Is it necessary to close gaps in teeth?

Closing gaps in teeth is not always necessary from a medical perspective, but it is often done for cosmetic reasons. Ultimately, the decision to close a gap in your teeth should be made in consultation with a dentist. They can provide personalised recommendations based on your needs and goals, helping you achieve a smile that you feel confident and comfortable with!

Dental Filling Materials

  1. Amalgam Fillings: Made from a mixture of metals, including silver, mercury, tin, and copper, amalgam fillings are known for their durability and strength. They are typically used for filling decayed teeth, especially in the back of the mouth where chewing pressure is greatest. Despite their robustness, their metallic colour can be quite noticeable, which might be a concern for some patients.
  2. Composite Fillings: These fillings are composed of composite resin, a material that can be colour-matched to your natural teeth. Composite fillings are ideal for visible areas. They are suitable for repairing chipped or broken teeth and can also be used to fill cavities.
  3. Gold Fillings: Gold fillings are highly durable and can last for many years, making them a long-term solution for tooth decay. They are custom-made in a dental laboratory and then cemented into place. However, gold fillings are more expensive and their noticeable colour may not be suitable for everyone.

Dental Filling Procedures

  1. Direct Fillings: This procedure involves placing the filling material directly into the cavity in a single visit. It is commonly used for small to medium-sized cavities.
  2. Indirect Fillings: These fillings are custom-made in a dental laboratory and require at least two visits to the dentist. Indirect fillings include inlays, onlays, and partial crowns, which are used when a tooth has too much damage to support a direct filling but not enough to require a full crown.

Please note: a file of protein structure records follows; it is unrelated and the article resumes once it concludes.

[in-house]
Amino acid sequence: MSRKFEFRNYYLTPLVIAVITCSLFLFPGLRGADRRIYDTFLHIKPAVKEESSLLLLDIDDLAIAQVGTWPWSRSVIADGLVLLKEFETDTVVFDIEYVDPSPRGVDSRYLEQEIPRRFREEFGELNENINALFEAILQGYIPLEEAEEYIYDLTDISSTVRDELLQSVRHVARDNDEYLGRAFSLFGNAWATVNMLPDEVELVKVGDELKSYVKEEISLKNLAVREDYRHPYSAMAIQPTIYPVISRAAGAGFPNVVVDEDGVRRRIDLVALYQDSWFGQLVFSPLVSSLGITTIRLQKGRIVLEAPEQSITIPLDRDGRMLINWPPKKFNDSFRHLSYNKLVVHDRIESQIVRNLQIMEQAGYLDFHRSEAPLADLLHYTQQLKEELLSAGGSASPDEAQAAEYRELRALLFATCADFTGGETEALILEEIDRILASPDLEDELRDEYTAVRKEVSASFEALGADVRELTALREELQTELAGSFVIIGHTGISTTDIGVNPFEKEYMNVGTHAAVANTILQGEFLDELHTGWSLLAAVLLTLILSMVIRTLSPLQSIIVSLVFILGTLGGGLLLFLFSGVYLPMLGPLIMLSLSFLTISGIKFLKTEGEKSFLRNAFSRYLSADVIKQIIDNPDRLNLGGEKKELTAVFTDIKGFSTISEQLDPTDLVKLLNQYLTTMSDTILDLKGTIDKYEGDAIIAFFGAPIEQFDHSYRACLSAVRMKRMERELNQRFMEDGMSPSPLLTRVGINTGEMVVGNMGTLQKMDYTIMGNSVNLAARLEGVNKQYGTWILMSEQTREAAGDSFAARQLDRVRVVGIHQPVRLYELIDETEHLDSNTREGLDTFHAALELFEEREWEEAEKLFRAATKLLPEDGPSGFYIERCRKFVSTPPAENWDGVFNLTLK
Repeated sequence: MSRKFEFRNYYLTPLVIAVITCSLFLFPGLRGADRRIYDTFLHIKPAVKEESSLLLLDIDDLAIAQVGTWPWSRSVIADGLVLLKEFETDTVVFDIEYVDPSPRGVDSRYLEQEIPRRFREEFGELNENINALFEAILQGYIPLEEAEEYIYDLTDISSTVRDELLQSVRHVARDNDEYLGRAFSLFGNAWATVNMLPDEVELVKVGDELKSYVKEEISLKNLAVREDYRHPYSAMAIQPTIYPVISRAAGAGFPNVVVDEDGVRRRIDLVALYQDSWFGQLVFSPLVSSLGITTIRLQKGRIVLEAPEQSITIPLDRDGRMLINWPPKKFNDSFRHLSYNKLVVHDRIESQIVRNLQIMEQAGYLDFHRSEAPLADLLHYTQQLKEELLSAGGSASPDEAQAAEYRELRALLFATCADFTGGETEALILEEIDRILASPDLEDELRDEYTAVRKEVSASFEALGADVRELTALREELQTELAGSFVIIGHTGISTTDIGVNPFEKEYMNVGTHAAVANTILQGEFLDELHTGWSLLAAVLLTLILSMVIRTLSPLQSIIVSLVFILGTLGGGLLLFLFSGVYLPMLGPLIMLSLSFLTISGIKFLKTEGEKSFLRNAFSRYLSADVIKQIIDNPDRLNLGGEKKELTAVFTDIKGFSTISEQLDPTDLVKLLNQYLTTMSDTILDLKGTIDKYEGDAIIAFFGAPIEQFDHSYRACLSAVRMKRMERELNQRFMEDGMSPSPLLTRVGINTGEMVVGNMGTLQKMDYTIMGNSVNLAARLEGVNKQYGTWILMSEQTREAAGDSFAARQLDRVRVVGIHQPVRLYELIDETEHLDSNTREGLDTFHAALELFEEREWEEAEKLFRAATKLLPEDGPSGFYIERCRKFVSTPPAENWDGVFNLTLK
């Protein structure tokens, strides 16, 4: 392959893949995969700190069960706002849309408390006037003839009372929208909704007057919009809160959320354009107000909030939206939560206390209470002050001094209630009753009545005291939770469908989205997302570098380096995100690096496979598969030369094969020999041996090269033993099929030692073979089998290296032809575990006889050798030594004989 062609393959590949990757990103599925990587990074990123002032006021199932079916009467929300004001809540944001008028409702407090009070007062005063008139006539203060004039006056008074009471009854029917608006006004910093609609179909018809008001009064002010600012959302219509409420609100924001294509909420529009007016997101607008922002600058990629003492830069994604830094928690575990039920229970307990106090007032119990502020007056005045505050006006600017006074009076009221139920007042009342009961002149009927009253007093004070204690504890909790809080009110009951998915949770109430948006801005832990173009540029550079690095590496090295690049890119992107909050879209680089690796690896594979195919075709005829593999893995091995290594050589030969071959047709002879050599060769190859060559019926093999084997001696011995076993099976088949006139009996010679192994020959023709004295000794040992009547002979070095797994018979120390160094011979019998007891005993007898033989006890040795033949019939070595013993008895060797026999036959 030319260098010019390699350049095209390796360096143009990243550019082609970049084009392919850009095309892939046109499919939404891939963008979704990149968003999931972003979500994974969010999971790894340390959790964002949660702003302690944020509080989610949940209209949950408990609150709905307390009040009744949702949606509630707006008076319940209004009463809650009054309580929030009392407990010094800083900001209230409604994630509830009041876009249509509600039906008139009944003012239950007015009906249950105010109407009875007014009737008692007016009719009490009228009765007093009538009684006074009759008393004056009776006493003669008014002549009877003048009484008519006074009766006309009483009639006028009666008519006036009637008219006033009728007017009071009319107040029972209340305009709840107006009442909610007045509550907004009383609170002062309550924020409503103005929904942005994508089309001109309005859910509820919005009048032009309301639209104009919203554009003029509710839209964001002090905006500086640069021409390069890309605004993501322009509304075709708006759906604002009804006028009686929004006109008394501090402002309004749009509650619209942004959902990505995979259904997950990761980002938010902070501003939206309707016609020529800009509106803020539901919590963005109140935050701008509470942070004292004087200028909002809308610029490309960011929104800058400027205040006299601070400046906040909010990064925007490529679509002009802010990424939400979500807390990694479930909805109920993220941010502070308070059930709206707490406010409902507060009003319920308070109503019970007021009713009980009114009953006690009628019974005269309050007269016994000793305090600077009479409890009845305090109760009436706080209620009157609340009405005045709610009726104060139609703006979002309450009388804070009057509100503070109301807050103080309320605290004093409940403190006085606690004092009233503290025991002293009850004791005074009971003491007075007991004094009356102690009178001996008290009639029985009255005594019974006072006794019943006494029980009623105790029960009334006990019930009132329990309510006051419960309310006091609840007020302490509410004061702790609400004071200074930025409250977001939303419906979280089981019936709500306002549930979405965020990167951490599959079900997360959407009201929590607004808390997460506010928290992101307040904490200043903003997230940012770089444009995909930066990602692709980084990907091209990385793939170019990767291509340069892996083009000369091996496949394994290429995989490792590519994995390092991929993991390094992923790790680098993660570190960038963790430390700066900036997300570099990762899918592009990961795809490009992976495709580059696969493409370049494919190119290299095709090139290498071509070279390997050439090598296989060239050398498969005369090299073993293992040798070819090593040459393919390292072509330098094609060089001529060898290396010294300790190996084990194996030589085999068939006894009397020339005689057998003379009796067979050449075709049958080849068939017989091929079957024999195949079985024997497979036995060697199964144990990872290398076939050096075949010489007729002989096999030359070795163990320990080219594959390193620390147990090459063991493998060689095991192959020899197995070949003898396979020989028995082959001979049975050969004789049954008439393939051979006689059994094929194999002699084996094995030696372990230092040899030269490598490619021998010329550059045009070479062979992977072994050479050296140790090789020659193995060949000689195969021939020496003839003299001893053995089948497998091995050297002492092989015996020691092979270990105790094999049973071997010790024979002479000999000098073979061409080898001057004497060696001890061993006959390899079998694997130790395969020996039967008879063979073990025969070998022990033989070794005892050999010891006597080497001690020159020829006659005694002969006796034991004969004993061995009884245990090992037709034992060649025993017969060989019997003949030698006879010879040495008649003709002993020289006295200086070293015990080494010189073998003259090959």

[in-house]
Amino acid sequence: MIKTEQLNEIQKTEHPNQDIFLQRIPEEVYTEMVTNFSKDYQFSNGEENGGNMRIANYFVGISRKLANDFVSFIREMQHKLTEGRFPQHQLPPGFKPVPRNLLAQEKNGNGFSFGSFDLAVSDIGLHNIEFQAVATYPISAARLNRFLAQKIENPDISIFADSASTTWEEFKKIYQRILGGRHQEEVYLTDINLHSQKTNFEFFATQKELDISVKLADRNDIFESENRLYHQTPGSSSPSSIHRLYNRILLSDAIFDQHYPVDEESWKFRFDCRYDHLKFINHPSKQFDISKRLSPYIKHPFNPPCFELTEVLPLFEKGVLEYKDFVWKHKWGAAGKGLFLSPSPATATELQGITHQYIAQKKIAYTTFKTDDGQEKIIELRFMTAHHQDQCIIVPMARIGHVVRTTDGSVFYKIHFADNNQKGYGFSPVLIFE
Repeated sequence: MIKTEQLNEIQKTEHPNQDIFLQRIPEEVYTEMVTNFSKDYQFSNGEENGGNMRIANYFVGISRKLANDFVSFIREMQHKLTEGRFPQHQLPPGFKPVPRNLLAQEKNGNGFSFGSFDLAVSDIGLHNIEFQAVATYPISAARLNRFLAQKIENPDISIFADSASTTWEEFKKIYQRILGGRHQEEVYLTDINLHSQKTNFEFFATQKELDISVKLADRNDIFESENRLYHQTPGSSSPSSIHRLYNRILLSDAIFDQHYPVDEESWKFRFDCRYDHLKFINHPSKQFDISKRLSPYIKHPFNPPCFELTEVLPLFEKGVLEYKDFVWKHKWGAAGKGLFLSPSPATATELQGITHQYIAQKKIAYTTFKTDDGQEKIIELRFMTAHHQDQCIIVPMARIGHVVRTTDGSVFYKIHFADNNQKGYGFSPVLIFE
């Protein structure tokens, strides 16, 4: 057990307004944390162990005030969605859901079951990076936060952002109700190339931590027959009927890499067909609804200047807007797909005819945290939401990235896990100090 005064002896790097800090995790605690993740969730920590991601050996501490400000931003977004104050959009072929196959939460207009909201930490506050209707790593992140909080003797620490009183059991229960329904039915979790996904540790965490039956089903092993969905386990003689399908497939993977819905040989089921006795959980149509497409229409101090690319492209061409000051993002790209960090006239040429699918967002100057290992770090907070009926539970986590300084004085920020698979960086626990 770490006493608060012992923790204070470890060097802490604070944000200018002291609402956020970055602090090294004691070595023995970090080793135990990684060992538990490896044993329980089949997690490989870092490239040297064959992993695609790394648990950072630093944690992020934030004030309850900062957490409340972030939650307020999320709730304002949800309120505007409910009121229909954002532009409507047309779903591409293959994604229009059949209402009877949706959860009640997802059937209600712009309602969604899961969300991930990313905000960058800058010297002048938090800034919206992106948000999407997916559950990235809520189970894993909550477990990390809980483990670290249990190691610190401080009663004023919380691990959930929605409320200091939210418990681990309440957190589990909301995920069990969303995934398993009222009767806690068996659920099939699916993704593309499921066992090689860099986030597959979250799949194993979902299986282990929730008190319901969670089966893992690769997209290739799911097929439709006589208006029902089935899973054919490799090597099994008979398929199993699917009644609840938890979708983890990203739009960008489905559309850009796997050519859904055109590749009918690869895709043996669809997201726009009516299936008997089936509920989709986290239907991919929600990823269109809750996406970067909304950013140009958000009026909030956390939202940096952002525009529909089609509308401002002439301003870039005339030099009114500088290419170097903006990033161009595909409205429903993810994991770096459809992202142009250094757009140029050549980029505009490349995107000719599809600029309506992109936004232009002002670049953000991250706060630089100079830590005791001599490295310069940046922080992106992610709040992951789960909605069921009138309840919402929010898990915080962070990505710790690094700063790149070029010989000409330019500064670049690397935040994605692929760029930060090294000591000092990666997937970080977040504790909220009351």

3. Temporary Fillings: Sometimes, a temporary filling is placed to protect a tooth before a more permanent filling is applied. This can be necessary after root canal therapy or when multiple dental visits are required.


Maintaining Dental Fillings

Good oral hygiene is essential to maintain dental fillings and prevent further decay. Regular visits to the dentist, brushing twice a day with fluoride toothpaste, and flossing daily can help keep your fillings and the rest of your teeth in excellent condition. It's also important to avoid chewing on hard objects and to be cautious with sticky or sugary foods that can contribute to tooth decay.

References

  1. Wang, F., Tang, Q., Xi, S., Liu, R., & Niu, L. (2020). Comparison and evaluation of the morphology of crowns generated by biogeneric design technique with CEREC chairside system. PloS one, 15(1), e0227050. https://doi.org/10.1371/journal.pone.0227050
  2. Spitznagel, F. A., Boldt, J., & Gierthmuehlen, P. C. (2018). CAD/CAM Ceramic Restorative Materials for Natural Teeth. Journal of dental research, 97(10), 1082–1091. https://doi.org/10.1177/0022034518779759